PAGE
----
STEP 3a: Adjustment of Status (within the US)
- Once the I-140 is approved, form I-485 adjustment of status application must be completed and submitted with all required documentation.
- Applicable filing fees must be included.
STEP 3b: National Visa Center (NVC) & Consular Processing (outside the US
- Once the I-140 is approved, the case will be transferred to the National Visa Center (NVC) to begin consular processing, provided the EB-2 is listed as “current” on the visa bulletin. However, if “visa retrogression” occurs as a result of a visa backlog, there may be a wait time of months or even years before an immigrant visa is available for EB-2 applicants.
- If the EB-2 category stays current, the transfer to NVC should occur within 6-12 weeks of I-140 approval and an official notice confirming NVC receipt of the case will be sent to Attorney and Client. The notice will provide a new case number and processing information for the NVC and the U.S. Embassy where the applicant resides.
- The DS-260 immigrant visa application must also be completed. Required civil documents and police certificates must be submitted for the primary applicant and dependent family members who will be immigrating to the U.S.
- U.S. Department of State filing fees must also be submitted at this time including
- Immigrant visa application fee
- USDOS Medical Exam
- Once the fees are paid, Client will receive an immigrant visa interview date at the local U.S. Embassy, which is usually available within 3-6 weeks.
- NVC & consular processing typically takes between 3-6 months
STEP 4: Immigrant Visa Interview
- The final step in the EB-2 NIW immigration process is the immigrant visa interview, which must be attended by the primary visa applicant and dependent family members who will be immigrating to the U.S. (Please note that children under the age of 14 are generally not required to attend the immigrant visa interview.)
- The wait time for immigrant visa interview availability varies depending on the U.S. Embassy where the applicant resides. Wait times may range from 2 weeks to several months.
- When the appointment has been set, the applicant and family members should complete the required USDOS medical exam per the instructions of the U.S. Embassy.
- All required documents must be taken to the interview. Please note that U.S. Embassies require original documents AND copies be brought to immigrant visa interviews.
- At the interview, a consular officer may ask the applicant about his/her application, plans for employment in the U.S., the merits of the case, and how the applicant’s immigration to the U.S. will be in the national interest of the U.S.
- If the Consular Office is satisfied with the case and the applicant’s answers, the visa will be granted and the applicant will be asked to leave his/her passport and family member’s passports at the Embassy for processing. The passports will be sent to applicant via courier with the U.S. visas inside. The passports are usually delivered within 2-3 weeks from the interview date.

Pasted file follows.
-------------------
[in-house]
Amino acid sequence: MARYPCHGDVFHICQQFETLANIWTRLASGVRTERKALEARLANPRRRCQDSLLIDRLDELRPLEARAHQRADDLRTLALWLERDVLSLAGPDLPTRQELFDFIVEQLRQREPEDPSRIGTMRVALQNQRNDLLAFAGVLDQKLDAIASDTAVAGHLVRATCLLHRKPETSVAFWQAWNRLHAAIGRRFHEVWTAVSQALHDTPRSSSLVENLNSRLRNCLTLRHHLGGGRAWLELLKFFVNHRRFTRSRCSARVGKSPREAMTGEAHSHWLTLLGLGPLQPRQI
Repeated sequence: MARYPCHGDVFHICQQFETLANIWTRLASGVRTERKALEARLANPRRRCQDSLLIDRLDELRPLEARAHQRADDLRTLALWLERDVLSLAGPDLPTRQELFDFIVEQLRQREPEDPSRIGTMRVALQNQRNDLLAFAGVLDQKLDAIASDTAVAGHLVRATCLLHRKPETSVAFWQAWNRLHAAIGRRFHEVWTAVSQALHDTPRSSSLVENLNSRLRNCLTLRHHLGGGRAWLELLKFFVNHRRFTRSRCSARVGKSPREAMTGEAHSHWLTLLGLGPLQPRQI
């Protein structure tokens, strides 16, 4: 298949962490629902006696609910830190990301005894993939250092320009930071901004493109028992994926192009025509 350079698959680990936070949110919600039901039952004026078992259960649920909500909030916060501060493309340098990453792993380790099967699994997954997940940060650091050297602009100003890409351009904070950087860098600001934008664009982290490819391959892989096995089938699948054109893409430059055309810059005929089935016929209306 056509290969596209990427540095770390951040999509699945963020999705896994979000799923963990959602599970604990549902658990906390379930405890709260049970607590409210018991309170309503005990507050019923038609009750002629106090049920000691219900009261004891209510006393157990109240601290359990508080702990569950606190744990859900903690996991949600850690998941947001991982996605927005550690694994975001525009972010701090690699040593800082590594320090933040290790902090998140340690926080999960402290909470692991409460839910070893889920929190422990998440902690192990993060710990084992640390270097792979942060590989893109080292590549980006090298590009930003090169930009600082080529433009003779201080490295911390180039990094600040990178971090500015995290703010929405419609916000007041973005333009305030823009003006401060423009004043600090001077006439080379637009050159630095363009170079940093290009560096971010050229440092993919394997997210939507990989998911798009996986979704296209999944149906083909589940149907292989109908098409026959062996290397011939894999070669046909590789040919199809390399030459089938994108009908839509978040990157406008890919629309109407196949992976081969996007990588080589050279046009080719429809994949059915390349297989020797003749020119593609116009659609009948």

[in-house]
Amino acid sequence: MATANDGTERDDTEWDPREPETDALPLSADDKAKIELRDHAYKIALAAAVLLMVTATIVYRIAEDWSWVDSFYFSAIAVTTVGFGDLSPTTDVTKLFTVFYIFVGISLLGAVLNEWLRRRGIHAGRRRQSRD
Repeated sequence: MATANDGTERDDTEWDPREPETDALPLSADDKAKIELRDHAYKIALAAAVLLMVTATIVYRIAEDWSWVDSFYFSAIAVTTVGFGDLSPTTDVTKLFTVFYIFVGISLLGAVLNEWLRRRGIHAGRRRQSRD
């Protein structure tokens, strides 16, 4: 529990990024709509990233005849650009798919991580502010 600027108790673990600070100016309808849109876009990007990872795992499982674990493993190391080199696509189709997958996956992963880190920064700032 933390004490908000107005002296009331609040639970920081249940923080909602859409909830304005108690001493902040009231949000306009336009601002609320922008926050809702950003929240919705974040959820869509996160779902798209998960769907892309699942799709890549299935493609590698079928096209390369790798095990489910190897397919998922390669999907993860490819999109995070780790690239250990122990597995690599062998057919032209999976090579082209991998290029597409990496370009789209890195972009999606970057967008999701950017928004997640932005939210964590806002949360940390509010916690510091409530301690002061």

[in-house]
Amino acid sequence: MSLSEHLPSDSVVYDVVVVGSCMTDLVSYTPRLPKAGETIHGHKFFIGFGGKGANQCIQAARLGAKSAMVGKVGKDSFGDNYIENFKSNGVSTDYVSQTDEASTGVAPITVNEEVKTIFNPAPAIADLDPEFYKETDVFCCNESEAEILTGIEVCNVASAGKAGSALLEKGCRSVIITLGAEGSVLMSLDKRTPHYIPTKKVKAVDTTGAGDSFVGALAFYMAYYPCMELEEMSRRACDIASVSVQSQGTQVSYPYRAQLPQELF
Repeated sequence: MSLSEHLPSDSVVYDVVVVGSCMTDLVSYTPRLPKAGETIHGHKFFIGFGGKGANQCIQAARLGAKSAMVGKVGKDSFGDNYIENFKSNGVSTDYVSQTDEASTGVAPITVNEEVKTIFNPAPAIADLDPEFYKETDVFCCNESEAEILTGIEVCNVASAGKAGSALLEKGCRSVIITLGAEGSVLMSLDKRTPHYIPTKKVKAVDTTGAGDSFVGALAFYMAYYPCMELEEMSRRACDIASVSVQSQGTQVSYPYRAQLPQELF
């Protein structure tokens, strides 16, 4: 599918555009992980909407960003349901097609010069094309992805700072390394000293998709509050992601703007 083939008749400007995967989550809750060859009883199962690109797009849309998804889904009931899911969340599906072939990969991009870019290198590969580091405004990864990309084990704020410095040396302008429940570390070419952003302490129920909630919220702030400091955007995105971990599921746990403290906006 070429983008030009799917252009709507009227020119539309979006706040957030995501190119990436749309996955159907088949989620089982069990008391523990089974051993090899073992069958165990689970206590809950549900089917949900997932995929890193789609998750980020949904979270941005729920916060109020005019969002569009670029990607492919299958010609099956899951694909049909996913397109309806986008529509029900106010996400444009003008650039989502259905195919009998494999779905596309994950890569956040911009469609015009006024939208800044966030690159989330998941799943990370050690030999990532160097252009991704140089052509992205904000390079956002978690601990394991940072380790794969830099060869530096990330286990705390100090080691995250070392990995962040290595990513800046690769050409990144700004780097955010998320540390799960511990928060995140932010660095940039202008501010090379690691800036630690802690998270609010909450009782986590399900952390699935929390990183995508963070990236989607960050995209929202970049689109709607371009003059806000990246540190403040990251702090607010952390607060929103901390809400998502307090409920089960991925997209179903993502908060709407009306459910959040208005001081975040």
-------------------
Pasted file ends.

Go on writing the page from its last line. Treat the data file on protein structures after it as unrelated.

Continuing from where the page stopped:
- Alternatively, the consular officer has the authority to deny the visa or he/she may state that the case must undergo additional administrative processing, which may take weeks or months to complete.
- If the immigrant visa is granted, the applicant and family members should pay the Immigrant Fee prior to arrival in the U.S.
- Upon traveling the U.S., the primary applicant and dependent family members will receive their permanent resident cards and social security cards by mail within a few weeks of arrival.
What to do if EB-2 Visa is denied?
EB-2 NIW applications can be denied for various reasons including application mistakes, incorrect forms, as well as poor case presentation or explanation. How a case is presented or argued is very important. It is not enough to simply list qualifications and fill out the forms, an applicant should make sure that their case is presented and explained in a way that strongly advocates their strengths. A qualified and experienced attorney, familiar with EB-5 NIW cases, will be able to assist in preparing the case and providing the best legal presentation possible.
Sometimes cases can be denied because there is not enough strong evidence. This is particularly important when showing exceptional ability and how/why the waiver is in the national interest. To best achieve this, evidence should be clear and compelling, and the strongest forms of evidence should be used. It is a good idea to go beyond the bare minimum requirements for evidence, but it is also important not to overwhelm the case with superfluous documents and evidence. It is important to consult an attorney who can do a thorough review of the case and evidence and can determine what should be included and/or if more or less documentation is needed.
If a case is denied, it is possible to make an official request to either reopen the case or to reconsider the case. These are two separate legal motions. When a request to reopen is made, this essentially asks the USCIS officer to take a second look at the case. A request to reconsider is a petition for someone to review the determination of the officer. It is best to consult an attorney for any such legal motions. In some cases, it may not be prudent or helpful to make a request to reopen/reconsider. An attorney should be consulted on these matters and to determine potential alternate immigration options.